The pictures and illustrations were on the money handy girl. I loved the step by step. Even a guy can now fix this without having to read. lol

    In the end, the apple doesn’t fall far from the tree. You got your moms great brain genes. The hair clip idea was excellent and very funny.

    The finale here was the ingenious way Handsome Guy re-arranged the letters on your moms sign!
    Oops! I can see he didn’t use Teflon tape to make them stick! ;D

    -=Cool=-

    Reply
  7. Gale
    Gale says:

    I can’t believe your step-by-step instructions gave me the courage to tackle this project by myself and it was so easy! Who needs a man around the house when you have the internet!!! Thank you so much for taking the out to take the pictures and for the comprehensive narration!

    Reply
  8. Kelly
    Kelly says:

    What exactly is the gasket called? When my sink was taken apart it got lost and I don’t know what to replace it with !!!!!!!!

    Reply
  9. ST
    ST says:

    This was the best guide I found to help me do this exact repair. The broken/deteriorated ball rod looked the same and I happened to buy the same kit. I had trouble with the tension of the pull road (i.e., the rod wouldn’t stay up), but your helpful photos helped me fix the problem. I am indeed a man, and I only care about the advice, not who gives it! The “who needs a man?” comments hurt a bit :-), but I understand the sentiment. Save the plumber’s time for the complicated stuff.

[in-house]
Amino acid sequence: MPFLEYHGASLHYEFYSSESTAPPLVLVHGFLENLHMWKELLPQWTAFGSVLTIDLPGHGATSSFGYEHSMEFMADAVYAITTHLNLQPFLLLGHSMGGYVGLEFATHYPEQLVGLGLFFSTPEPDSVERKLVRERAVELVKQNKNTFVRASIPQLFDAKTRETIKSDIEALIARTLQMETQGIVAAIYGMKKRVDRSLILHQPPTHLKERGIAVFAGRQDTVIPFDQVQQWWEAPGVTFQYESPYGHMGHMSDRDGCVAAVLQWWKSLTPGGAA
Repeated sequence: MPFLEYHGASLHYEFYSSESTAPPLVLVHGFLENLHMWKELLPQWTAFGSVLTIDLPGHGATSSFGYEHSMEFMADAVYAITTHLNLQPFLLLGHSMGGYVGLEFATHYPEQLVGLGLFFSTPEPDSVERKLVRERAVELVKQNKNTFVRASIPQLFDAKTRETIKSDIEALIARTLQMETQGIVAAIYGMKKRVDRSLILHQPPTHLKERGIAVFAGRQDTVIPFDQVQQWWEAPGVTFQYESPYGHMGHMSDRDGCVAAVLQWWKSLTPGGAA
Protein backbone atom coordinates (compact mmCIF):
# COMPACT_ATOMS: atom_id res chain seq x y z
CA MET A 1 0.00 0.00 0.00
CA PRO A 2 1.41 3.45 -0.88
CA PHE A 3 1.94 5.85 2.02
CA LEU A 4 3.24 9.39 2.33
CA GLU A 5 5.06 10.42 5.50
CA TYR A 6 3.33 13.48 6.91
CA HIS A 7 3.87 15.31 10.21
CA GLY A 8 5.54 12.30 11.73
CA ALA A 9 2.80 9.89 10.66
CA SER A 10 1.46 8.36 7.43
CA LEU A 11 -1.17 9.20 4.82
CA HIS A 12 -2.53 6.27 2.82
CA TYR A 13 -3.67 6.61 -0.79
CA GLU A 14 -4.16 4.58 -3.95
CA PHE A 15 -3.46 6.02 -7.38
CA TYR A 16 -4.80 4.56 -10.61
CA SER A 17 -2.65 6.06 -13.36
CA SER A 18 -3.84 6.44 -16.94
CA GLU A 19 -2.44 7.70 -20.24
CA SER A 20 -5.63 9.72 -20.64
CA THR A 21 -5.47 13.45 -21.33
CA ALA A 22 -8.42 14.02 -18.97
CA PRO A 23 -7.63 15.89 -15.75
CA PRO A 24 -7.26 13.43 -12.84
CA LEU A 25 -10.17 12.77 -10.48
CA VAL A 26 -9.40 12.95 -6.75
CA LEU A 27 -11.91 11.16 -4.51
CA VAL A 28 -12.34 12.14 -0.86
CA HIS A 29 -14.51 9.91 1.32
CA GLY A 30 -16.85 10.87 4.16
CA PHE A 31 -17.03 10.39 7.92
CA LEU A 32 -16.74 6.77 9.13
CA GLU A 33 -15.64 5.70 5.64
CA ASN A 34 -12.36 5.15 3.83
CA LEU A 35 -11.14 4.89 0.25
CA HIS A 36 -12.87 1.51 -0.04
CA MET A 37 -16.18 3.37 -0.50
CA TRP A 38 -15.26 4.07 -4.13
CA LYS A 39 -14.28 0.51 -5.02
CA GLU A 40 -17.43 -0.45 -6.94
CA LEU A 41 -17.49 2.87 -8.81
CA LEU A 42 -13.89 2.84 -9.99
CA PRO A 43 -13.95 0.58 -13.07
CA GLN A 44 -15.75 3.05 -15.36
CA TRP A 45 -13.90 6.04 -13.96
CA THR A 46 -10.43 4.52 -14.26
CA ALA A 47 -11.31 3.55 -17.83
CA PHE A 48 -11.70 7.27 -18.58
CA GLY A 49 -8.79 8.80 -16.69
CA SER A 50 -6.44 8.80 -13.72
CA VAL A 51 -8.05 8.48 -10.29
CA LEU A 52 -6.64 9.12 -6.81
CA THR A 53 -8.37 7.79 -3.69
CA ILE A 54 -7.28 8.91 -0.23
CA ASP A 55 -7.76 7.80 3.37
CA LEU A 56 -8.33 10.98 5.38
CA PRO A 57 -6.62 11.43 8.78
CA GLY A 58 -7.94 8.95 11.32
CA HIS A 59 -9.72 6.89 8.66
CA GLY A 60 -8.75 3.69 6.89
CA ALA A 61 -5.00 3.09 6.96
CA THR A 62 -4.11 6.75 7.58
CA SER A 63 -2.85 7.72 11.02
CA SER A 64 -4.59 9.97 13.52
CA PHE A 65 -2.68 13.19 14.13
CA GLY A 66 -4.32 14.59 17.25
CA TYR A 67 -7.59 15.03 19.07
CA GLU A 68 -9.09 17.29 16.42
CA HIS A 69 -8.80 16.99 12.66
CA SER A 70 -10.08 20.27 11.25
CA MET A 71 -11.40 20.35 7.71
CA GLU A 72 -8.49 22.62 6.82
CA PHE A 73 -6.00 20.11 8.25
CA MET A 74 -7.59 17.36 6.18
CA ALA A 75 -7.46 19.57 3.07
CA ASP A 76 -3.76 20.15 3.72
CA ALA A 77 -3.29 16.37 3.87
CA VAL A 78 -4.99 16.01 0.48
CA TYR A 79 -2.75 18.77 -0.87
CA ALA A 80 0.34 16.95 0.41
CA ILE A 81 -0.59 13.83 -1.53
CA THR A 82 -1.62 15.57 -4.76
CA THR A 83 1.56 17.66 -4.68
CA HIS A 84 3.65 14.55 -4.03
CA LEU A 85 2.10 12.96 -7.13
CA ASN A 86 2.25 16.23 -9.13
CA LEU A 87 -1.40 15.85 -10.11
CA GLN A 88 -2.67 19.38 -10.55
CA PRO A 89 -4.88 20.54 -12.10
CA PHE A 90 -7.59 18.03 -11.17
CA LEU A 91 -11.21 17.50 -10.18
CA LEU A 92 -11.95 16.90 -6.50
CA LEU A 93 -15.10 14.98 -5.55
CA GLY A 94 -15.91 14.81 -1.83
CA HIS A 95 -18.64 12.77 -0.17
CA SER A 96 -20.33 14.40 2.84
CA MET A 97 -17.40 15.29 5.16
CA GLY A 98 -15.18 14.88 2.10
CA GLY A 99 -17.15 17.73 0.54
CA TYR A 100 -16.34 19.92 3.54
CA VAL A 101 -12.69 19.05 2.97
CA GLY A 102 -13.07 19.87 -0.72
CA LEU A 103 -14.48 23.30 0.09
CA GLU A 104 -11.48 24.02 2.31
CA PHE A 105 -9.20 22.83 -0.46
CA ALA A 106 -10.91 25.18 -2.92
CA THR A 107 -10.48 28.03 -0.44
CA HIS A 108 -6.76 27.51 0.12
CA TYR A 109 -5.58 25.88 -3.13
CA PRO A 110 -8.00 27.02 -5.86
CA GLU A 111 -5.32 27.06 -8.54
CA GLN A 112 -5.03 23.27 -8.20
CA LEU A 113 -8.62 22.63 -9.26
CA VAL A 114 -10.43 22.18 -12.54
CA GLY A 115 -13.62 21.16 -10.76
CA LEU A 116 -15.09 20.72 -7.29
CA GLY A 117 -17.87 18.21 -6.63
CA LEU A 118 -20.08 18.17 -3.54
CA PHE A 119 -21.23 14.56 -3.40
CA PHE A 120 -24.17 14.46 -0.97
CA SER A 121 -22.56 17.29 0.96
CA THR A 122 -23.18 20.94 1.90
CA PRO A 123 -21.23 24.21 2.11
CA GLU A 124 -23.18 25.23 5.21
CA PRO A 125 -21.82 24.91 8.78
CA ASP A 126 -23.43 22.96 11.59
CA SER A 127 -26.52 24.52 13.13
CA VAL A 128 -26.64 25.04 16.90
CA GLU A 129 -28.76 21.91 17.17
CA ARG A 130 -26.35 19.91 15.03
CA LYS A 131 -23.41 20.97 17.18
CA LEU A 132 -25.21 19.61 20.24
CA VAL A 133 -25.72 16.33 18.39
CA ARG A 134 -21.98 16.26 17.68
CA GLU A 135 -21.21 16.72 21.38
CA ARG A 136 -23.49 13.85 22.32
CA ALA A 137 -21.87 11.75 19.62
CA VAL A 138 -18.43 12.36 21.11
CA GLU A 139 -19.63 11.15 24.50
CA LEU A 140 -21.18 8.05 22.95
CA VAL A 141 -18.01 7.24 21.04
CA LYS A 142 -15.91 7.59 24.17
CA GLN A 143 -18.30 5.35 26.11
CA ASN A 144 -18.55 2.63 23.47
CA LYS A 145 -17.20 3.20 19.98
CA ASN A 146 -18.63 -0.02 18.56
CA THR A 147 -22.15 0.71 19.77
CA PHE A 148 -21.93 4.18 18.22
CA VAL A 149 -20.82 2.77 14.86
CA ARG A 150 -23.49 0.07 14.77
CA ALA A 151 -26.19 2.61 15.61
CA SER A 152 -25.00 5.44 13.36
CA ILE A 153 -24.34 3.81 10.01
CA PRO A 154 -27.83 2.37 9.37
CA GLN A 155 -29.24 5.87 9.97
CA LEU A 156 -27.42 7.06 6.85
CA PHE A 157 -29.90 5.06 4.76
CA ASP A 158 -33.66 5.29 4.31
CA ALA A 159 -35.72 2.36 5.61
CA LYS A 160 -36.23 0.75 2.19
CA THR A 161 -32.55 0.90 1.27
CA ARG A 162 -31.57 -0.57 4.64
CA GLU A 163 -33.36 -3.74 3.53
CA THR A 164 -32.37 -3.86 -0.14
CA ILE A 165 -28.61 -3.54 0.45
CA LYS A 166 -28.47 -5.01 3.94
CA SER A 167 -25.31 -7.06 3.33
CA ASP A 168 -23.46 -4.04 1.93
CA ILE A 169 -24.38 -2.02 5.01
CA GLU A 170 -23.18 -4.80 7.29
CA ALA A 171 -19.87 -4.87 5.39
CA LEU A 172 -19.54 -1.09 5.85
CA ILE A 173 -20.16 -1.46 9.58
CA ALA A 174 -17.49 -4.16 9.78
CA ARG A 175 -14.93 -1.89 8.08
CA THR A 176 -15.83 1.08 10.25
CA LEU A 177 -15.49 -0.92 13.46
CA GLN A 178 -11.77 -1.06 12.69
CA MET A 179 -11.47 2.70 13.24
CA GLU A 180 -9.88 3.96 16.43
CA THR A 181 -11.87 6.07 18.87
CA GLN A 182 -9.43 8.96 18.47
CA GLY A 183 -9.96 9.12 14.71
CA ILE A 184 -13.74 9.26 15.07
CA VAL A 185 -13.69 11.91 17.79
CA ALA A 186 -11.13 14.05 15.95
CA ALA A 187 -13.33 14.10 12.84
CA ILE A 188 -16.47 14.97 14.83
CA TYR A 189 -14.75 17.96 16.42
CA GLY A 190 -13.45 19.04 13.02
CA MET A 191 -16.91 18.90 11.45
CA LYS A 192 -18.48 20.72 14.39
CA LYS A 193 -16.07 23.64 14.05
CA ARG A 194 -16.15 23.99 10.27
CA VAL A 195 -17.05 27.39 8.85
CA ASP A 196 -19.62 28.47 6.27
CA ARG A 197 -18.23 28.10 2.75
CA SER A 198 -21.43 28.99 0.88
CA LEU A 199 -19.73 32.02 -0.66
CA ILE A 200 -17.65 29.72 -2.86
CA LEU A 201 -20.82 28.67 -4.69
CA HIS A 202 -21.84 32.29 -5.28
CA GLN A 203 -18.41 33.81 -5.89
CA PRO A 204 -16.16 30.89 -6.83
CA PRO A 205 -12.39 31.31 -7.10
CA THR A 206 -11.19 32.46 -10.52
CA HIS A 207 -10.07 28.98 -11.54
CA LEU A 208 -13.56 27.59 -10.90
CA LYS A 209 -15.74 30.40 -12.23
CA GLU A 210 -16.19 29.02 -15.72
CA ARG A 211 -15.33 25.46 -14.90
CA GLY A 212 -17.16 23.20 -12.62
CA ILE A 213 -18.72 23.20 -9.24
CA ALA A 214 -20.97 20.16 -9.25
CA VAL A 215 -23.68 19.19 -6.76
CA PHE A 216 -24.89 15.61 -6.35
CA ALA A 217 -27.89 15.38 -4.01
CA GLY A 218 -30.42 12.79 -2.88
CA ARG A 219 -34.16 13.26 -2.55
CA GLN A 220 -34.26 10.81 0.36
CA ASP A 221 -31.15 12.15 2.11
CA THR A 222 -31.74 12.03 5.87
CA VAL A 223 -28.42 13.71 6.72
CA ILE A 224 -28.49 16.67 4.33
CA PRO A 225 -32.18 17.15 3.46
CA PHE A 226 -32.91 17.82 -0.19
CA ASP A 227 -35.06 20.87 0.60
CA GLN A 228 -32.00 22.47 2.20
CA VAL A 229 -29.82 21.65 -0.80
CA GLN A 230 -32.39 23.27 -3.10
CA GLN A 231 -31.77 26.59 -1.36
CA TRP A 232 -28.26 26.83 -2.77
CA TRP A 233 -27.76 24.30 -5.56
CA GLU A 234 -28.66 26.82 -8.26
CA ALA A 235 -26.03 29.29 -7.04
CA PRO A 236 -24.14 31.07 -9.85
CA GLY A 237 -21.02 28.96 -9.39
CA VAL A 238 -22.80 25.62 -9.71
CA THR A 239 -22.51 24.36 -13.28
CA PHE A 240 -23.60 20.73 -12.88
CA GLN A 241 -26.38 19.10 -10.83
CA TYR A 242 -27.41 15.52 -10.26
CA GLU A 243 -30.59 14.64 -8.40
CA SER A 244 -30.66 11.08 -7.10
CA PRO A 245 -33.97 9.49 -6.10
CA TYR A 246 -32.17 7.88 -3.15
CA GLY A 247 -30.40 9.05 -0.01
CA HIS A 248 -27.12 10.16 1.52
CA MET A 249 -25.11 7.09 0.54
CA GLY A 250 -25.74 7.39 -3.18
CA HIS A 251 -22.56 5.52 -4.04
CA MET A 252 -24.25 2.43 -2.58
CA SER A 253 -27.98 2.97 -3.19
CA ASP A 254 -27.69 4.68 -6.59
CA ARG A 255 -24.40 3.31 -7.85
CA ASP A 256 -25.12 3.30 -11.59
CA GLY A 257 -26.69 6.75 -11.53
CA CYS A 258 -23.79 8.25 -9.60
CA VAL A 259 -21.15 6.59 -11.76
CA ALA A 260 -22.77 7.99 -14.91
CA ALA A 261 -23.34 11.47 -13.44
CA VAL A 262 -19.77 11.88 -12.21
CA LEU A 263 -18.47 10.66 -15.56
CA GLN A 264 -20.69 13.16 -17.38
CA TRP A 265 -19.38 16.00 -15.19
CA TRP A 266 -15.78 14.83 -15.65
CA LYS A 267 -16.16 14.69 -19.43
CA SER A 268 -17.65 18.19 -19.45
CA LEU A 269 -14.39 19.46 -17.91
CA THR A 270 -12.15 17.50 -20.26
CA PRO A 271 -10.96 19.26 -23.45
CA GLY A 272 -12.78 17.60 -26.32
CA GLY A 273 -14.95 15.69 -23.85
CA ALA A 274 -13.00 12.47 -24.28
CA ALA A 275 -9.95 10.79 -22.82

Reply
    • Brittany (aka Pretty Handy Girl)
      Brittany (aka Pretty Handy Girl) says:

      ST, thank you so much for your comment. Glad the tutorial helped. I hope you don’t take that comment personally, there are so many women who were brought up to believe that they couldn’t be handy or fix things because they aren’t men. They are just expressing their new found confidence ;-). BTW, I always like to hear from the handy men out there too.

      Reply
  10. Diane aka Josephine
    Diane aka Josephine says:

    I have fixed some plumbing problems in the past so my husband calls me Josephine. She was on a commercial for Draino or something years ago. Anyone remember her? So the stopper in the sink broke and we were stumped. My husband took it apart, but we were stumped. This is perfect so now Josephine can take over I guess. Love the pictures. Thanks for the detailed posting. Can’t wait to use this to get it fixed.

    Reply
  11. Mary Ann McAfee
    Mary Ann McAfee says: